Description This course explores the causes, course, and consequences of the American Civil War, from the 1840s to 1877. The primary goal of the course is to understand the multiple meanings of a transforming event in American history. Those meanings may be defined in many ways: national, sectional, racial, constitutional, individual, social, intellectual, or moral. Four broad themes are closely examined: the crisis of union and disunion in an expanding republic; slavery, race, and emancipation as national problem, personal experience, and social process; the experience of modern, total war for individuals and society; and the political and social challenges of Reconstruction.
Description Major developments in the political, social, and religious history of Western Europe from the accession of Diocletian to the feudal transformation. Topics include the conversion of Europe to Christianity, the fall of the Roman Empire, the rise of Islam and the Arabs, the “Dark Ages,” Charlemagne and the Carolingian renaissance, and the Viking and Hungarian invasions.
Description This course offers a broad survey of modern European history, from the end of the Thirty Years’ War to the aftermath of World War II. Along with the consideration of major events and figures such as the French Revolution and Napoleon, attention will be paid to the experience of ordinary people in times of upheaval and transition. The period will thus be viewed neither in terms of historical inevitability nor as a procession of great men, but rather through the lens of the complex interrelations between demographic change, political revolution, and cultural development. Textbook accounts will be accompanied by the study of exemplary works of art, literature, and cinema.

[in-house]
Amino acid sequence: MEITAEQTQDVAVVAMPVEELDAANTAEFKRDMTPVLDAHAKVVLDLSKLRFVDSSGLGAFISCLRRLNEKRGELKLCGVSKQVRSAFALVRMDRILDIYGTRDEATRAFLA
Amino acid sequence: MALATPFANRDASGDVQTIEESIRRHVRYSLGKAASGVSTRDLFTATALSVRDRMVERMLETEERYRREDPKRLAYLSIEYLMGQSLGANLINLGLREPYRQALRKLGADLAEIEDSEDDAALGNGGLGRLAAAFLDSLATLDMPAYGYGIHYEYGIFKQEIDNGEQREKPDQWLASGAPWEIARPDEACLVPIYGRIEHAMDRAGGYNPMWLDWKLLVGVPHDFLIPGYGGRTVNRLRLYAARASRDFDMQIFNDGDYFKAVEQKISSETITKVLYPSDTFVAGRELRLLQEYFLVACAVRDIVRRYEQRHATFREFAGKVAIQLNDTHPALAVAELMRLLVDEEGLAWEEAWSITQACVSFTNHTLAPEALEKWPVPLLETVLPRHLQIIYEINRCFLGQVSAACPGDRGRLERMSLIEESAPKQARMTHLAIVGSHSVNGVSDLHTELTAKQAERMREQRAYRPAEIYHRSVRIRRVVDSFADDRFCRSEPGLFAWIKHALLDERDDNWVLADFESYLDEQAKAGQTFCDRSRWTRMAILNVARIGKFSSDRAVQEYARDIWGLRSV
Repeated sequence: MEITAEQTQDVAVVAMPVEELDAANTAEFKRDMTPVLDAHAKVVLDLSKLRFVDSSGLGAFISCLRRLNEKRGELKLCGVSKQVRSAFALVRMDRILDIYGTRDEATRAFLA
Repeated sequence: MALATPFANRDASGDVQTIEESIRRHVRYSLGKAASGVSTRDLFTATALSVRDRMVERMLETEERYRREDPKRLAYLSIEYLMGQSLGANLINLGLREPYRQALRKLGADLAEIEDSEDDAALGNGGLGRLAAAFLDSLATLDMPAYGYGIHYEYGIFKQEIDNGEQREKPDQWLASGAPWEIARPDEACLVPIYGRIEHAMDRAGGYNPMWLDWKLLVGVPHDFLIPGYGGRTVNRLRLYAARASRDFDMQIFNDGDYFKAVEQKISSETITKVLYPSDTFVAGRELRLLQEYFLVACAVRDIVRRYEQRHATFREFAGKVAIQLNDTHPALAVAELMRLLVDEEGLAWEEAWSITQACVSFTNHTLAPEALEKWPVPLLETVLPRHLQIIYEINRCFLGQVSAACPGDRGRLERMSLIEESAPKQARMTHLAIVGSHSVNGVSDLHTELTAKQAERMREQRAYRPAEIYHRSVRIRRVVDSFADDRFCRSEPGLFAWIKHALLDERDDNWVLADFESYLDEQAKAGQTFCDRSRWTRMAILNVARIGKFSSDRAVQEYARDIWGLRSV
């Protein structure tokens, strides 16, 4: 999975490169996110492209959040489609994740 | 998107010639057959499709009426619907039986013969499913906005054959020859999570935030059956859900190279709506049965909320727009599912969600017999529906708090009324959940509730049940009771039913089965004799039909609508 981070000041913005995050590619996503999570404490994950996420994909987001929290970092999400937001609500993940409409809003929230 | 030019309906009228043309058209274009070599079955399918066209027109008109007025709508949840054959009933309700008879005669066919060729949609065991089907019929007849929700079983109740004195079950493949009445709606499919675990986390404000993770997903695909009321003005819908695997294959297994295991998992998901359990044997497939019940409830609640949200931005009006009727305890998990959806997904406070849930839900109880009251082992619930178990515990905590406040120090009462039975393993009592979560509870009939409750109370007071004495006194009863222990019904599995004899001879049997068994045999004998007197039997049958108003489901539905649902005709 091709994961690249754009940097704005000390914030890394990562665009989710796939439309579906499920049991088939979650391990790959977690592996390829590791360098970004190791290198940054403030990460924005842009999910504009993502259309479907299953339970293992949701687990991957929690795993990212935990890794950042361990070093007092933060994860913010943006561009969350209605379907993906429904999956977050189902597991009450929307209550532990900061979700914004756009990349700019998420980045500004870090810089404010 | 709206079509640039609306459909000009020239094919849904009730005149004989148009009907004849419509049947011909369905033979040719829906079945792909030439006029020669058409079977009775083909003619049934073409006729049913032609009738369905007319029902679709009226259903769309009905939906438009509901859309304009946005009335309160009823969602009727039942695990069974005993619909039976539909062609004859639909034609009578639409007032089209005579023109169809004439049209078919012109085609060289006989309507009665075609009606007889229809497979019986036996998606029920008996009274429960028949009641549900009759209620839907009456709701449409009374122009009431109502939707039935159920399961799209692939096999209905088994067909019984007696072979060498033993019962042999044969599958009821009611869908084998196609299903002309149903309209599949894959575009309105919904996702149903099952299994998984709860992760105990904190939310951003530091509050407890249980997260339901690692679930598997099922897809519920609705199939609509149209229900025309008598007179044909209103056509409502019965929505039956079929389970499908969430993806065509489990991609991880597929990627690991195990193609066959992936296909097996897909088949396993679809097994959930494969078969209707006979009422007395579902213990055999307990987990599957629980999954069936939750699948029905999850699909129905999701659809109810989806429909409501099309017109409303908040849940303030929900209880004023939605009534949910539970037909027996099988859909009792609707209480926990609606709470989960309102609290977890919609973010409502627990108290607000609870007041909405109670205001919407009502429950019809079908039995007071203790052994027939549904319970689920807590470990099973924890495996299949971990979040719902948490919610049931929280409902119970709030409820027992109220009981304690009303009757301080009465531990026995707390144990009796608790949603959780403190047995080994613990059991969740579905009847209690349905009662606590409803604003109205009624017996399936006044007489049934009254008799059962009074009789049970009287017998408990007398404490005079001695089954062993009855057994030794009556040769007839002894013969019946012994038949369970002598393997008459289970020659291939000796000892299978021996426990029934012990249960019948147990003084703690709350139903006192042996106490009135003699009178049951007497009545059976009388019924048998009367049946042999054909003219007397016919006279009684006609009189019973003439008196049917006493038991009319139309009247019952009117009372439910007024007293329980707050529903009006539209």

Description This course consists of an international analysis of the impact of epidemic diseases on western society and culture from the bubonic plague to HIV/AIDS and the recent experience of SARS and swine flu. Leading themes include: infectious disease and its impact on society; the development of public health measures; the role of medical ethics; the genre of plague literature; the social reactions of mass hysteria and violence; the rise of the germ theory of disease; the development of tropical medicine; a comparison of the social, cultural, and historical impact of major infectious diseases; and the issue of emerging and re-emerging diseases.
Description This course is intended to provide an up-to-date introduction to the development of English society between the late fifteenth and the early eighteenth centuries. Particular issues addressed in the lectures will include: the changing social structure; households; local communities; gender roles; economic development; urbanization; religious change from the Reformation to the Act of Toleration; the Tudor and Stuart monarchies; rebellion, popular protest and civil war; witchcraft; education, literacy and print culture; crime and the law; poverty and social welfare; the changing structures and dynamics of political participation and the emergence of parliamentary government.
Description This course covers the emergence of modern France. Topics include the social, economic, and political transformation of France; the impact of France’s revolutionary heritage, of industrialization, and of the dislocation wrought by two world wars; and the political response of the Left and the Right to changing French society.